Send to

Choose Destination
Am J Med Genet A. 2010 Jun;152A(6):1498-509. doi: 10.1002/ajmg.a.33412.

The course of cognitive-behavioral development in children with the FMR1 mutation, Williams-Beuren syndrome, and neurofibromatosis type 1: The effect of gender.

Author information

NYU College of Dentistry New York, New York 10003, USA.


The course of cognitive-behavioral development in children with intellectual disabilities produced by genetic disorders has only recently begun to be examined systematically. Unfortunately, these studies are few in number. Previously, we examined cognitive-behavioral development in children with the fragile X (FMR1) mutation and found longitudinal decreases in both IQ and adaptive behavior (DQ) scores in most males and females with the full mutation. In this study, we examine longitudinal changes in IQ and DQ in children with neurofibromatosis type 1 (NF1) and Williams-Beuren Syndrome (WBS) by examining differences in composite IQ and DQ scores between the first test (T1) and retest (T2), and compare their developmental trajectory to children with the FMR1 mutation. Sixty-five children with the FMR1 mutation, or NF1, or WBS, ages 4-16 years, were retested two years after initial testing with the Stanford-Binet 4th Edition (SBFE) and the Vineland Adaptive Behavior Scale (VABS). In addition to significant longitudinal declines in IQ and DQ noted previously in children with the FMR1 mutation, we found significant decreases in IQ in males compared to females in the remainder of our sample. We also observed statistically significant decreases in DQ scores among children the FMR1 mutation, as noted previously, but not among children with NF1 or WBS. Moreover, significant declines were found only among males with the FMR1 mutation. Unlike declines in IQ scores, decreases in DQ were not significantly different between males and females.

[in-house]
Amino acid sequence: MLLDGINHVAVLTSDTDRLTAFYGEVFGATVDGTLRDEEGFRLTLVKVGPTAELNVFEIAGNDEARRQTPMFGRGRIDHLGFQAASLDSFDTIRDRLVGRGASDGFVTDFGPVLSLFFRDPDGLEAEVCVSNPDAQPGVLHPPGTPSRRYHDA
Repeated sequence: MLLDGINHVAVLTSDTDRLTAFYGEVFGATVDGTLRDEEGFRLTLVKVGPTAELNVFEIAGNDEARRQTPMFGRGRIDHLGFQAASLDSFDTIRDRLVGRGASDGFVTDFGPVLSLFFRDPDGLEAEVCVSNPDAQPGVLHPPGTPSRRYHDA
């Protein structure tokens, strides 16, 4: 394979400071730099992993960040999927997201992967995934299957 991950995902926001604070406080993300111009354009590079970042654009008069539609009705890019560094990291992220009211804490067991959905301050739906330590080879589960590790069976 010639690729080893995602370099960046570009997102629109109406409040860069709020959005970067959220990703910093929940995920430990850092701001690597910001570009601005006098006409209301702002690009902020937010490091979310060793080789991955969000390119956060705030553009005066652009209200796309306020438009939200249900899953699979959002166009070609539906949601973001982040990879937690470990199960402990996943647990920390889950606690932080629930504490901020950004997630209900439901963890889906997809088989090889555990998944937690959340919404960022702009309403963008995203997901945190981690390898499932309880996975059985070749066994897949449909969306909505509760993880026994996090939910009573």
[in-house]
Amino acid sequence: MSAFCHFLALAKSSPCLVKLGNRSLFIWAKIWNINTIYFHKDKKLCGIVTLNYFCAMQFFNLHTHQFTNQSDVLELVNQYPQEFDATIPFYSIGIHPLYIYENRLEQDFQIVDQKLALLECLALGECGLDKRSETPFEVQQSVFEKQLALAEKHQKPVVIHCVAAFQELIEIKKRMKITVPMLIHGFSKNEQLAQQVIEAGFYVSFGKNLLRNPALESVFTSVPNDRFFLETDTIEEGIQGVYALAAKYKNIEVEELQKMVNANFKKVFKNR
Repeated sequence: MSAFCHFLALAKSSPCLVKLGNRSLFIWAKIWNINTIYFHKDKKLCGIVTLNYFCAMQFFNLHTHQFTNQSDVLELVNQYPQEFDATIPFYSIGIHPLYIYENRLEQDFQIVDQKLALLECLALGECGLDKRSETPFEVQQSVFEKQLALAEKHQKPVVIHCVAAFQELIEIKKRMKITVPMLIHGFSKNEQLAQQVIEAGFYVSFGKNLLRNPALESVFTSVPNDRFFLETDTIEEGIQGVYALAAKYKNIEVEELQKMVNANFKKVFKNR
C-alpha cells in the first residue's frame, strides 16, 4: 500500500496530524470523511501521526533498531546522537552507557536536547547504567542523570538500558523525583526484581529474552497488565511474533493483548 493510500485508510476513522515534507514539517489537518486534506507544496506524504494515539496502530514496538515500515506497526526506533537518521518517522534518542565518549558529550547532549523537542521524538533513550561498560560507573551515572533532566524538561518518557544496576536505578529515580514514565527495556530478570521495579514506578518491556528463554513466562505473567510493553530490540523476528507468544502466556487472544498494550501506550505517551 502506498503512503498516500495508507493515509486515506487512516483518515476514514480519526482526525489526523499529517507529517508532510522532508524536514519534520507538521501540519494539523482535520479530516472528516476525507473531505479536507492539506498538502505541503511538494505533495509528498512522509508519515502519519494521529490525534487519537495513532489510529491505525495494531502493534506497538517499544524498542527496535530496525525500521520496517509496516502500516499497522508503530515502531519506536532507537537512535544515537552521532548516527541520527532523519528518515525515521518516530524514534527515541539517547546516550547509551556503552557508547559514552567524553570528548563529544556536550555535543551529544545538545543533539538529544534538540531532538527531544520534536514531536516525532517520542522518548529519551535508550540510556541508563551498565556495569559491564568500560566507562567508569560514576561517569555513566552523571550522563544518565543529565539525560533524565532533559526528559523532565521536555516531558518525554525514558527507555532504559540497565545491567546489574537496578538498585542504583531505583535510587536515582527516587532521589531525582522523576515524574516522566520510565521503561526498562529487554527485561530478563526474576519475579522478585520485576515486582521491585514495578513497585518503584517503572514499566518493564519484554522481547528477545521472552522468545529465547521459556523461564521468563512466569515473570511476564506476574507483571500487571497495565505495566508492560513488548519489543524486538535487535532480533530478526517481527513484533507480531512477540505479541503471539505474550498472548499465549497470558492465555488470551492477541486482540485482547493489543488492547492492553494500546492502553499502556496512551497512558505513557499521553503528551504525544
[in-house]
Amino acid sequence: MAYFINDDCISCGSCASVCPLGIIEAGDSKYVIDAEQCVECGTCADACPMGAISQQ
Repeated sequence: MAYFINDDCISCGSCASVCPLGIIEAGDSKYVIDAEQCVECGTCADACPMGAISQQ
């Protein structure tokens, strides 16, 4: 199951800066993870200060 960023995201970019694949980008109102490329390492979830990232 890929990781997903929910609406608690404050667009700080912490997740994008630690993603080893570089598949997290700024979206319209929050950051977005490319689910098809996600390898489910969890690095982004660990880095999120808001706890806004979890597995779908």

[Indexed for MEDLINE]

Supplemental Content

Full text links

Icon for Wiley
Loading ...
Support Center